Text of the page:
Dada’s Women

a collaborative mixed-media work by composer Sonia Allori and artist Vaia Paziana based on 'Dada's Women' by Ruth Hemus

ABOUT THE PROJECT

A COLLABORATIVE MIXED-MEDIA WORK BASED ON DADA’S WOMEN

Dada’s Women is the title of a book authored by Ruth Hemus and published by Yale University Press in 2009. The result of Ruth’s PhD thesis, it outlines the cases of five artists, writers and performers who took part in and shaped the Dada movement of the early twentieth century. These remarkable women are: Emmy Hennings, Sophie Taeuber, Hannah Höch, Suzanne Duchamp and Céline Arnauld.

The creative team in full flight on day 2! -Royal Holloway: Egham, Surrey.

Ruth and Sonia Allori met as mature but tentative postgraduate students in a lecture hall at the University of Edinburgh in 2001. It was the start of a sincere friendship between a ‘words girl’ and a ‘music girl’ that has also taken rewarding creative turns. Our current project began with an e-mail from Sonia to Ruth in April 2014: “I have this notion to make a mixed-media theatre-work/opera called “Dada’s Women” with five central female roles according to the women you explore in your book.”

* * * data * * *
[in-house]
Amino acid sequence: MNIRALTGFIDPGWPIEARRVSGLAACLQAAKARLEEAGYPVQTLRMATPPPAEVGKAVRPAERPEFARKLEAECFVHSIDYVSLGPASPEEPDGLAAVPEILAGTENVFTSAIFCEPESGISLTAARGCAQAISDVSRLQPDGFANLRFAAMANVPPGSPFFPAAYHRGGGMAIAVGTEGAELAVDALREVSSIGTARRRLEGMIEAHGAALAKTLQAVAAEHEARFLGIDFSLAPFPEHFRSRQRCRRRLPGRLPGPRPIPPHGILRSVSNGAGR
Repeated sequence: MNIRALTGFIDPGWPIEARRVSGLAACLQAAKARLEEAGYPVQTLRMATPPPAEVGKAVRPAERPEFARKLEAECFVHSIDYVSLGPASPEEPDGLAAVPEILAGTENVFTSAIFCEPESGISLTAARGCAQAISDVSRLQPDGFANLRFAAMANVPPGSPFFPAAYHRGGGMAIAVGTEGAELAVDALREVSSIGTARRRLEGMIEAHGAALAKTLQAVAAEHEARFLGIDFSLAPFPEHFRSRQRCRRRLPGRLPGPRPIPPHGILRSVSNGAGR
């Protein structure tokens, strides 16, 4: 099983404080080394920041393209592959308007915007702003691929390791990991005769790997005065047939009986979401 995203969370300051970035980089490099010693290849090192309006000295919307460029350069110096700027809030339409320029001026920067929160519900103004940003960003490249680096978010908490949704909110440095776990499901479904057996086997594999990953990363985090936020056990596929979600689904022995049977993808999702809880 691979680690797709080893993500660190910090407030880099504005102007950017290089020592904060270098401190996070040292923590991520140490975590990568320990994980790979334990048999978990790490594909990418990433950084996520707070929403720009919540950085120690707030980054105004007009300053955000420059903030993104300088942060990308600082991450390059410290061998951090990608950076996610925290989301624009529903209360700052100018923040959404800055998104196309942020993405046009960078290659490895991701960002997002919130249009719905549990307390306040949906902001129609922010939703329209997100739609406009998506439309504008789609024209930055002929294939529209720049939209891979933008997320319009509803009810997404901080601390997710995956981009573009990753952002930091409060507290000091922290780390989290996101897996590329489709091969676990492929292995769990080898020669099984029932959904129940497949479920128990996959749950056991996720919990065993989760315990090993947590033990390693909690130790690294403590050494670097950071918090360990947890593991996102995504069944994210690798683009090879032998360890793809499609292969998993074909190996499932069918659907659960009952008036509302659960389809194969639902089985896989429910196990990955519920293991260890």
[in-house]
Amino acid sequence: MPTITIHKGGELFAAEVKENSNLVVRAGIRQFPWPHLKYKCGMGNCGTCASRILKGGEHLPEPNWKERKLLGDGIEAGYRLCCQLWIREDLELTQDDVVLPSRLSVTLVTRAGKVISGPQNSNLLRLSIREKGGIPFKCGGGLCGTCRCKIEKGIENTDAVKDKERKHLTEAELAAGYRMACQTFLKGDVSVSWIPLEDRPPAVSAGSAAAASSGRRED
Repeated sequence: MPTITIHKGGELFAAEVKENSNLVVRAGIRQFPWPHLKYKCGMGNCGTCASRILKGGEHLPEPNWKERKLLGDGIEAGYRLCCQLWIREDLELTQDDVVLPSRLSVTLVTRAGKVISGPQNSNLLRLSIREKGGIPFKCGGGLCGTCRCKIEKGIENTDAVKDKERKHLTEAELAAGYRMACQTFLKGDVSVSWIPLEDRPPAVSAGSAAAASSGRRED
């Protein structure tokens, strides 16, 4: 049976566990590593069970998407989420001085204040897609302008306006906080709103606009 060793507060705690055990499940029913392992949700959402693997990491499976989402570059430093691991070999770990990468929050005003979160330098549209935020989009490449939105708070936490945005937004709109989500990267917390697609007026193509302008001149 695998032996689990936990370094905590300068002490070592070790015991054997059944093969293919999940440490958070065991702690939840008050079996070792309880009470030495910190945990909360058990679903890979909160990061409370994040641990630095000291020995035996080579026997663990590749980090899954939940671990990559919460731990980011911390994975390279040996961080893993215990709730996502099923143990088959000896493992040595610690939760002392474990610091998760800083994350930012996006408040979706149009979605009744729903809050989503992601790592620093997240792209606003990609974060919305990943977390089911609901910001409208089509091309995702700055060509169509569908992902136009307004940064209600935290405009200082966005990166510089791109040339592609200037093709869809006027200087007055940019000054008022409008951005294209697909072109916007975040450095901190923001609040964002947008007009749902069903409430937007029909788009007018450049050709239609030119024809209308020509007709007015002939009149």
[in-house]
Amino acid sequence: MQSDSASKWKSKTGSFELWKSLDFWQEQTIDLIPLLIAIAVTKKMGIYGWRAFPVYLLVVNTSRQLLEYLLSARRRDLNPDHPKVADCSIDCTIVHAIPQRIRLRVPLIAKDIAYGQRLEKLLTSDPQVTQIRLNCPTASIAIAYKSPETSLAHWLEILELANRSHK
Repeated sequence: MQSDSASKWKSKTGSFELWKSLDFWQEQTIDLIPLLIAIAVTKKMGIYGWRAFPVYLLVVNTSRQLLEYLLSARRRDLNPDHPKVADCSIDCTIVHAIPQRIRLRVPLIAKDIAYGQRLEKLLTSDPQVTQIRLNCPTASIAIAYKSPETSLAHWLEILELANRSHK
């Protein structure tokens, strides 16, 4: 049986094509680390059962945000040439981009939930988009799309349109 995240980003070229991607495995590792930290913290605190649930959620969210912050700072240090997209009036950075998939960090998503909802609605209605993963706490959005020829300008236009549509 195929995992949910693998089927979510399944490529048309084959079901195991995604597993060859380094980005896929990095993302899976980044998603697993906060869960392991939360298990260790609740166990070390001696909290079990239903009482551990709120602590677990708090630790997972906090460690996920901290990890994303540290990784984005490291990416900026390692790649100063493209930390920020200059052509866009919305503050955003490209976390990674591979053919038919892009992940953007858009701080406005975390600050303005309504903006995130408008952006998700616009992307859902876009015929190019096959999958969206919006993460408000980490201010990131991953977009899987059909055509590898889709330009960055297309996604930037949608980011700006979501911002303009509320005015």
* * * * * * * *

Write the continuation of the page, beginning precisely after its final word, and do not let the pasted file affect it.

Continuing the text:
When Sonia has a notion, it is wise to act. Sonia’s encounter with the artist Vaia Paziana that same month (they were on tour with a new version of Brecht’s Threepenny Opera) was delightful chance: she had found the ‘images girl’ to complete our small creative team.

Our aim – to produce an accessible multimedia performance interpretation of Dada’s extradordinary pioneering women – was hastened by the centenary of Dada’s beginnings in Zurich in 1916. In our blogs (under the tab ‘narrative’ above) we gather our experiences, galvanise our creativity and garner support.

Our motto? “Jeder kann Dada!” (Anyone can do Dada!)

 

Leave a Reply

Fill in your details below or click an icon to log in:

WordPress.com Logo

You are commenting using your WordPress.com account. Log Out / Change )

Twitter picture

You are commenting using your Twitter account. Log Out / Change )

Facebook photo

You are commenting using your Facebook account. Log Out / Change )

Google+ photo

You are commenting using your Google+ account. Log Out / Change )

Connecting to %s